I know it was a matter of public safety, and I can’t say I have an answer to how officials could have or should have handled the situation, but the shooting death of 49 wild animals brings me to tears.
I’m speaking of the situation in Ohio yesterday, where the owner of a 73-acre exotic animal farm opened all of the animal enclosures as well as the front gates, setting his collection of animals free, before shooting himself in the head. So what happened to these confused animals who suddenly wound up in places they were not permitted? They became the enemy. The wild beasts officials felt forced to slaughter.
It’s said the animals had remained close together, near the open gates of the farm. They were not on the attack.
But in fairness, who could know this for sure?
Even Jack Hanna – an animal lover I greatly admire – said officials had no choice. Night had fallen and the public safety concerns of the day had grown deeper.
I’m struggling with this. To see the bodies of these magnificent animals strewn upon the ground… it’s simply heartbreaking.
Why this man was allowed to own these animals is what baffles me. He had a criminal record. He’d been convicted of animal abuse for neglecting cattle on a hill he could not climb. He did not call for anyone to help and so they starved to death. Just this summer, he served time for weapons violations – 100 guns were found on his property. Add to that, the Ohio legislature’s failure to renew a law stating that people convicted of animal abuse or neglect could not own animals, and you have the makings for an avoidable disaster.
And that’s exactly what yesterday’s massacre was. An avoidable disaster.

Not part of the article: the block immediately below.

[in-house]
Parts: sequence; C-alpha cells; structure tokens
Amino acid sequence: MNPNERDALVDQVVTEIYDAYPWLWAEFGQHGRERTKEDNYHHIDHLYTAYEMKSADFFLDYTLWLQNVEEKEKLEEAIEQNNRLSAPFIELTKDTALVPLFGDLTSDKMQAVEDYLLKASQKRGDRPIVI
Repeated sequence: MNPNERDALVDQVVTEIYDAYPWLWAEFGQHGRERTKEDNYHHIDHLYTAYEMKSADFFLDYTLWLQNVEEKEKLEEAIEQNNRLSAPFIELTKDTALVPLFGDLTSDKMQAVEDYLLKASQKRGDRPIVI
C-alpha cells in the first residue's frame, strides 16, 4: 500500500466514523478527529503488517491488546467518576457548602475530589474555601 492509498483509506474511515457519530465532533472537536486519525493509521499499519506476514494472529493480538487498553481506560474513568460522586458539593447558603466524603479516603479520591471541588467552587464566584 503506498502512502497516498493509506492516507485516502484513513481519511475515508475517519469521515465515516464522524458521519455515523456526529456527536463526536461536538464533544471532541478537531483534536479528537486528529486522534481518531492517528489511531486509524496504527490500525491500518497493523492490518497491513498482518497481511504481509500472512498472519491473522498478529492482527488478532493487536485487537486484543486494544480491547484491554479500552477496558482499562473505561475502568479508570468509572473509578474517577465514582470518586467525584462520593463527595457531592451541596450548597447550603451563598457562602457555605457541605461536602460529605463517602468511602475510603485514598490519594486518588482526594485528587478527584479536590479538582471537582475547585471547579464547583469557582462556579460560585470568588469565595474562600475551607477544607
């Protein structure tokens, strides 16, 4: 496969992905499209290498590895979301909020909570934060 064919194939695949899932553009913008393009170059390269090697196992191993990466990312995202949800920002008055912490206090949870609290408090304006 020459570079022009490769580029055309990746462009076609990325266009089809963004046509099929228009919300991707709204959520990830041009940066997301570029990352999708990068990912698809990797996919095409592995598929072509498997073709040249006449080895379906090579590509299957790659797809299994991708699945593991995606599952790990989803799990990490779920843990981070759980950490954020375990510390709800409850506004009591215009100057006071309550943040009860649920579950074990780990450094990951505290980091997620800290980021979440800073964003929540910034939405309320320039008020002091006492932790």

Here is a more accurate take on that issue from MSN news –
An executive order issued by former Gov. Ted Strickland just days before he left office in January prohibited people convicted of animal cruelty from owning exotic animals. The administration of current Gov. John Kasich allowed the order to expire in April, noting concerns about its enforceability and its impact on small businesses.
There is nothing we can do about the heartbreaking events of yesterday. Those animals had no idea what was going on and died because some lowlife who ‘owned’ them set them “free”, knowing perfectly well what their fate would be.
However, there may be something we can do about other exotic animals. We can take a stand, as the Humane Society of the United States is urging, and see to it that laws about exotic animal ownership are changed and enforced – for the benefit of the public as well as the animals. You can do that by contacting the governor of Ohio or by sending your thoughts to the Ohio Department of Natural Resources via the link below. I’ve sent my thoughts. I can only hope you will send yours as well.
Whatever we do, we cannot allow something like this happen again.
EDITED – SATURDAY – OCTOBER 22, 2011
The Humane Society has just released a statement regarding Ohio Governor John Kasich’s lackluster response to the Exotic Animal Horror that occurred in his state because his administration failed to renew a law protecting the public and animals alike. The Humane Society’s statement, explanation and plea for help is here – Ohio’s Response Lacks Teeth.